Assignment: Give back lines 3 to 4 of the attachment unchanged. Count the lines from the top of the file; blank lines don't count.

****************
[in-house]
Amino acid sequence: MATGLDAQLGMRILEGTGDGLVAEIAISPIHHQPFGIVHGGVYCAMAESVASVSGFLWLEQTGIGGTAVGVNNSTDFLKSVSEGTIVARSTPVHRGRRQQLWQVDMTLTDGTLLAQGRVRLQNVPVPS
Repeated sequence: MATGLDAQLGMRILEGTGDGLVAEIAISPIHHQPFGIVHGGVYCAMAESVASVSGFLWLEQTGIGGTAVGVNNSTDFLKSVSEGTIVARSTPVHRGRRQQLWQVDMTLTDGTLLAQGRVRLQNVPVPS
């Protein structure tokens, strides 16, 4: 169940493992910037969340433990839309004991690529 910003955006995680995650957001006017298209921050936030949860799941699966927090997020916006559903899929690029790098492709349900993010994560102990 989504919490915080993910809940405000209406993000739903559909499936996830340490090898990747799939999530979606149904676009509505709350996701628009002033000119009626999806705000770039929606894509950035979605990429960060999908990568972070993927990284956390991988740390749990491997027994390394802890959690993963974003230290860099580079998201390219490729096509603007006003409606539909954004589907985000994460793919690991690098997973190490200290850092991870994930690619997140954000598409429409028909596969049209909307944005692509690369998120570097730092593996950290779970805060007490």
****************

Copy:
Repeated sequence: MATGLDAQLGMRILEGTGDGLVAEIAISPIHHQPFGIVHGGVYCAMAESVASVSGFLWLEQTGIGGTAVGVNNSTDFLKSVSEGTIVARSTPVHRGRRQQLWQVDMTLTDGTLLAQGRVRLQNVPVPS
């Protein structure tokens, strides 16, 4: 169940493992910037969340433990839309004991690529 910003955006995680995650957001006017298209921050936030949860799941699966927090997020916006559903899929690029790098492709349900993010994560102990 989504919490915080993910809940405000209406993000739903559909499936996830340490090898990747799939999530979606149904676009509505709350996701628009002033000119009626999806705000770039929606894509950035979605990429960060999908990568972070993927990284956390991988740390749990491997027994390394802890959690993963974003230290860099580079998201390219490729096509603007006003409606539909954004589907985000994460793919690991690098997973190490200290850092991870994930690619997140954000598409429409028909596969049209909307944005692509690369998120570097730092593996950290779970805060007490």